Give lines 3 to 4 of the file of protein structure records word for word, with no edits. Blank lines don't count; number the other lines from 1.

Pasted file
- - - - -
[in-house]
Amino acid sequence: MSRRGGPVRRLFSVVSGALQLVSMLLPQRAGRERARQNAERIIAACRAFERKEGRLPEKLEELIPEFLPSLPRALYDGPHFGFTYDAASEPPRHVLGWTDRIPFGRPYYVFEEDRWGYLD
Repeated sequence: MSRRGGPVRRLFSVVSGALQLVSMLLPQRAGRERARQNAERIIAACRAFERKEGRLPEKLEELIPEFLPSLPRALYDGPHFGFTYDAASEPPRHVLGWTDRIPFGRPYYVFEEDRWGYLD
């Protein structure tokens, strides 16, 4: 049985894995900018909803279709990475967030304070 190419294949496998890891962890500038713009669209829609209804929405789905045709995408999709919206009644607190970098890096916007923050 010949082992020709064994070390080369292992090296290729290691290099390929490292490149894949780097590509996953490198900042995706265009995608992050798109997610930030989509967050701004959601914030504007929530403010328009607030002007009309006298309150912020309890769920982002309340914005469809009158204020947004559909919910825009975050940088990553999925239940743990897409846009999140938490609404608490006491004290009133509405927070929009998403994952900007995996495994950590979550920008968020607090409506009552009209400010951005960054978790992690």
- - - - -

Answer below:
Repeated sequence: MSRRGGPVRRLFSVVSGALQLVSMLLPQRAGRERARQNAERIIAACRAFERKEGRLPEKLEELIPEFLPSLPRALYDGPHFGFTYDAASEPPRHVLGWTDRIPFGRPYYVFEEDRWGYLD
């Protein structure tokens, strides 16, 4: 049985894995900018909803279709990475967030304070 190419294949496998890891962890500038713009669209829609209804929405789905045709995408999709919206009644607190970098890096916007923050 010949082992020709064994070390080369292992090296290729290691290099390929490292490149894949780097590509996953490198900042995706265009995608992050798109997610930030989509967050701004959601914030504007929530403010328009607030002007009309006298309150912020309890769920982002309340914005469809009158204020947004559909919910825009975050940088990553999925239940743990897409846009999140938490609404608490006491004290009133509405927070929009998403994952900007995996495994950590979550920008968020607090409506009552009209400010951005960054978790992690």